remainder consists of iron in transport and storage

proteins (transferrin, ferritin).

Iron can only be resorbed by the bowel in


bivalent form (i. e., as Fe2+). reducing agents in food such as ascorbate (vitamin C) promote iron uptake. Via transporters on the luminal and basal side of the enterocytes, Fe2+ enters the blood, where it is bound by transferrin Heme groups can also be resorbed by the small intestine. Most of the resorbed iron serves for the formation of red blood cells in the bone marrow (erythropoiesis).

Electrolyte and water recycling


Calcium and phosphate ions. Calcium (Ca2+) and phosphate

ions are almost completely resorbed from the primary urine by active
transport (i.e., in an ATP-dependent fashion). The proportion of Ca2+ resorbed is over 99%, while for phosphate is 8090%. The extent to which these two electrolytes are resorbed is regulated by the three hormones parathyrin, calcitonin, and calcitriol.

The peptide hormone parathyrin (PTH), stimulates Ca2+ resorption in


the kidneys and at the same time inhibits the resorption of phosphate. In conjunction with the effects of this hormone in the bones and intestines ,

this leads to an increase in the plasma level of Ca2+ and a reduction in


the level of phosphate ions.

Sodium ions. Controlled resorption of Na+ from

the primary urine is one of the most important


functions of the kidney. Na+ resorption is highly

effective, with more than 97% being resorbed. Several


mechanisms are involved:

some of the Na+ is taken up passively in the


proximal tubule through the junctions between the

cells (paracellularly). There is secondary active


transport together with glucose and amino acids

Bone and teeth


The family of connective-tissue cells includes fibroblasts, chondrocytes (cartilage cells), and osteoblasts specialized (bone-forming to secrete cells). They are

extracellular

proteins,

particularly collagens, and mineral substances, which they use to build up the extracellular matrix . By contrast, osteoclasts dissolve bone matter again by secreting H+ and collagenases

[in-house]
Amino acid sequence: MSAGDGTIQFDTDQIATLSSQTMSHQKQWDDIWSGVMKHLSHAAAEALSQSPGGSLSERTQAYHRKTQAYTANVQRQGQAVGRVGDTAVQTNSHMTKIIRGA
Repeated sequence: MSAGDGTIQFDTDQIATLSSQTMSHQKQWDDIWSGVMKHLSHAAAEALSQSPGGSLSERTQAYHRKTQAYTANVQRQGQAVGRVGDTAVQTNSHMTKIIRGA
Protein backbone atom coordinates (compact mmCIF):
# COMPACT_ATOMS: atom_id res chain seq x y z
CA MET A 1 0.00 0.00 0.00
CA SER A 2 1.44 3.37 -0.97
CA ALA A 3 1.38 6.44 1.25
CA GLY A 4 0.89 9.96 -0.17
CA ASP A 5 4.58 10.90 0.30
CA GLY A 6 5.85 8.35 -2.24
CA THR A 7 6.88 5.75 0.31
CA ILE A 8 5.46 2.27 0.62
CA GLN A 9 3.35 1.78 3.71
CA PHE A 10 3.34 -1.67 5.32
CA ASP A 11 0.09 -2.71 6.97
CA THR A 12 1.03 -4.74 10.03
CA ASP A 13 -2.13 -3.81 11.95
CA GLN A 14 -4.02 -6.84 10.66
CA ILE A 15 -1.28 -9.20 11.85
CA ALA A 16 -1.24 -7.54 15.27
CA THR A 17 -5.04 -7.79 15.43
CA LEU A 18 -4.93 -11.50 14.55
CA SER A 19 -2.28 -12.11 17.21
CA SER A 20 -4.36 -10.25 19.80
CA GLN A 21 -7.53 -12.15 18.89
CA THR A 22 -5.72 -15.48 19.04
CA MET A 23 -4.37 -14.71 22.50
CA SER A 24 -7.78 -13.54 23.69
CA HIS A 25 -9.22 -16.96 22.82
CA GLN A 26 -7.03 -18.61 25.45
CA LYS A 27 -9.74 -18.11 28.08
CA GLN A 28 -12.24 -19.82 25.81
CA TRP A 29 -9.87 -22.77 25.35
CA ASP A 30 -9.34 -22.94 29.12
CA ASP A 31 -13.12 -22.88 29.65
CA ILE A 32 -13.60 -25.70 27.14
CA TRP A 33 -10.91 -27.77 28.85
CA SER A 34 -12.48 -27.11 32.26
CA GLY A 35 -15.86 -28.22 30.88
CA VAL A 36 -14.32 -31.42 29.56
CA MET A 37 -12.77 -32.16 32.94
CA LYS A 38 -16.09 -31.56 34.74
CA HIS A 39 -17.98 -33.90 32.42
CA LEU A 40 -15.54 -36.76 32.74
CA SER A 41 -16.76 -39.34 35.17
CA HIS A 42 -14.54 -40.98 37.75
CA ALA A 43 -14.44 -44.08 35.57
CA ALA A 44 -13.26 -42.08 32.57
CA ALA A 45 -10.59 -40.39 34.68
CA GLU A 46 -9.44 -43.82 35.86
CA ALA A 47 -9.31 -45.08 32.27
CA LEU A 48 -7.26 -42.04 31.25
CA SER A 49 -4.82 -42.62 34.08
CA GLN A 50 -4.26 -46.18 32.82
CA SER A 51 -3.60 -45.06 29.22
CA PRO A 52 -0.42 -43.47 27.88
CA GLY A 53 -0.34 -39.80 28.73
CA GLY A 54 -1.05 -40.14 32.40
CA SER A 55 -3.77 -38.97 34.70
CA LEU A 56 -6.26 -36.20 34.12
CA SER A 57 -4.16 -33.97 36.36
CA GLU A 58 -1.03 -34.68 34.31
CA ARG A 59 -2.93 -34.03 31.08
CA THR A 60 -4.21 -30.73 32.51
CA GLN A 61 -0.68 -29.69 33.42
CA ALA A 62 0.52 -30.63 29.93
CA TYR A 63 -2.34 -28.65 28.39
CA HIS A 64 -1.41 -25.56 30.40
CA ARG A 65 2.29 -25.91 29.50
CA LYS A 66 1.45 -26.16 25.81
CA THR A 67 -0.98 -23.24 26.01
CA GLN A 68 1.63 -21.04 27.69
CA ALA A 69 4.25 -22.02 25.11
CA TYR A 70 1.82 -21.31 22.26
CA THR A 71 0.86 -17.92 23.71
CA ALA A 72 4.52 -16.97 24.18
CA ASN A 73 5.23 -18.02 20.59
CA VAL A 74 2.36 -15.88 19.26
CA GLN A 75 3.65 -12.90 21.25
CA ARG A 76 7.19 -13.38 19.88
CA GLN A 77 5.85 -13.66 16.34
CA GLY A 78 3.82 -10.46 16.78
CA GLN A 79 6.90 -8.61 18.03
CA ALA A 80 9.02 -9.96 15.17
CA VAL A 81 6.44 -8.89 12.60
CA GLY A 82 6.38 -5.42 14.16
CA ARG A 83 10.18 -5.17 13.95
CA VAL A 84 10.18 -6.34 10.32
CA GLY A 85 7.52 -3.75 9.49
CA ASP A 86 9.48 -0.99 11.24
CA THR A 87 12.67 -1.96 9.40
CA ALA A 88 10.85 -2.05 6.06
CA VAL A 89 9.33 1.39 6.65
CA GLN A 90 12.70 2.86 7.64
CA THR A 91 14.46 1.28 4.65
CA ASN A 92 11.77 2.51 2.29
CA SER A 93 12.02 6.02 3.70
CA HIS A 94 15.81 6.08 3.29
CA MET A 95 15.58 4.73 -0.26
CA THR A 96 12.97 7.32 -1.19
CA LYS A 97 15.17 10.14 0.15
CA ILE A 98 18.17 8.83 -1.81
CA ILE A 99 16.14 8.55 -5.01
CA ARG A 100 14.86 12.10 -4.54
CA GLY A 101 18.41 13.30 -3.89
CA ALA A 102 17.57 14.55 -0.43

Calcium metabolism
A.Functions of calcium
The human body contains 11.5 kg Ca2+, most of which (about 98%) is located in the

mineral substance of bone . In addition to its


role as a bone component, calcium functions as

a signaling substance .

Ca2+ ions act as second messengers in signal transduction pathways , they trigger exocytosis and muscle contraction , and they are indispensable as cofactors in

blood coagulation . Many enzymes also require Ca2+ for


their activity. The intracellular and extracellular

concentrations of Ca2+ are strictly regulated in order to


make these functions possible . Proteins bind Ca2+ via oxygen ligands, particularly carboxylate groups and carbonyl groups of peptide bonds

Calcitriol levels

increases

blood

Ca2+ Ca2+

through

increased

mobilization from bone. An overdose of


vitamin D (cholecalciferol), the

precursor of calcitriol, can therefore have unfavorable effects on the skeleton similar to those of vitamin deficiency

(hypervitaminosis).

Calcium homeostasis
Ca2+metabolismis balanced in healthy adults. Approximately 1g Ca2+ is taken up per day, about 300 mg of which is resorbed. The

same amount is also excreted again. The amounts of Ca2+ released


from bone and deposited in it per day are much smaller. Milk and milk products, especially cheese, are particularly rich in calcium.

Calcitriol and parathyroid hormone, on the one hand, and


calcitonin on the other, ensure a more or less constant level of Ca2+ in the blood plasma and in the extracellular space . The peptide parathyroid hormone and the steroid calcitriol promote direct or indirect processes that raise the Ca2+ level in blood. Calcitriol

increases Ca2+ resorption in the intestines and kidneys .